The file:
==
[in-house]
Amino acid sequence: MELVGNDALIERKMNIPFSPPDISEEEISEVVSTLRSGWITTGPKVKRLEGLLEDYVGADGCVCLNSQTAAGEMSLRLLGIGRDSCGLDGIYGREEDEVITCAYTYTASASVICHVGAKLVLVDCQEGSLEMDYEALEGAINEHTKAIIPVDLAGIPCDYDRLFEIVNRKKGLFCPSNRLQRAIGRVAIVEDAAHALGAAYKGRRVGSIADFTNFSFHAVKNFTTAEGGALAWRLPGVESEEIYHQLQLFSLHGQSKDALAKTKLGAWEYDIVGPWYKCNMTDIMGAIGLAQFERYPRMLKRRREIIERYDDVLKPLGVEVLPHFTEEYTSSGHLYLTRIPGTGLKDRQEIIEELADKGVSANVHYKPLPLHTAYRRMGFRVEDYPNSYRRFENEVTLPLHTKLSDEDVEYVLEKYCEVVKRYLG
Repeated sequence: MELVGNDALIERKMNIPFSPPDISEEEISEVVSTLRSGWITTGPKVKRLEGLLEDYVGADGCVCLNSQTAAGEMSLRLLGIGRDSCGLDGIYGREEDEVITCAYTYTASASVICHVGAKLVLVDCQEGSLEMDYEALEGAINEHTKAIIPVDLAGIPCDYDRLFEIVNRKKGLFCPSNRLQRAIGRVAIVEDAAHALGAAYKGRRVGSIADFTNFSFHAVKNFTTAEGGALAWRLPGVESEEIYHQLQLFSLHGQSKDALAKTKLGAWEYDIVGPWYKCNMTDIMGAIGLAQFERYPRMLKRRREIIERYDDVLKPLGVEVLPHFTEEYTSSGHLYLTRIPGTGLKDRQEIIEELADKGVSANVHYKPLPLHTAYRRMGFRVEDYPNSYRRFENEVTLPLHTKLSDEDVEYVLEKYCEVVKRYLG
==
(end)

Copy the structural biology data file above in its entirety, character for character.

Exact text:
[in-house]
Amino acid sequence: MELVGNDALIERKMNIPFSPPDISEEEISEVVSTLRSGWITTGPKVKRLEGLLEDYVGADGCVCLNSQTAAGEMSLRLLGIGRDSCGLDGIYGREEDEVITCAYTYTASASVICHVGAKLVLVDCQEGSLEMDYEALEGAINEHTKAIIPVDLAGIPCDYDRLFEIVNRKKGLFCPSNRLQRAIGRVAIVEDAAHALGAAYKGRRVGSIADFTNFSFHAVKNFTTAEGGALAWRLPGVESEEIYHQLQLFSLHGQSKDALAKTKLGAWEYDIVGPWYKCNMTDIMGAIGLAQFERYPRMLKRRREIIERYDDVLKPLGVEVLPHFTEEYTSSGHLYLTRIPGTGLKDRQEIIEELADKGVSANVHYKPLPLHTAYRRMGFRVEDYPNSYRRFENEVTLPLHTKLSDEDVEYVLEKYCEVVKRYLG
Repeated sequence: MELVGNDALIERKMNIPFSPPDISEEEISEVVSTLRSGWITTGPKVKRLEGLLEDYVGADGCVCLNSQTAAGEMSLRLLGIGRDSCGLDGIYGREEDEVITCAYTYTASASVICHVGAKLVLVDCQEGSLEMDYEALEGAINEHTKAIIPVDLAGIPCDYDRLFEIVNRKKGLFCPSNRLQRAIGRVAIVEDAAHALGAAYKGRRVGSIADFTNFSFHAVKNFTTAEGGALAWRLPGVESEEIYHQLQLFSLHGQSKDALAKTKLGAWEYDIVGPWYKCNMTDIMGAIGLAQFERYPRMLKRRREIIERYDDVLKPLGVEVLPHFTEEYTSSGHLYLTRIPGTGLKDRQEIIEELADKGVSANVHYKPLPLHTAYRRMGFRVEDYPNSYRRFENEVTLPLHTKLSDEDVEYVLEKYCEVVKRYLG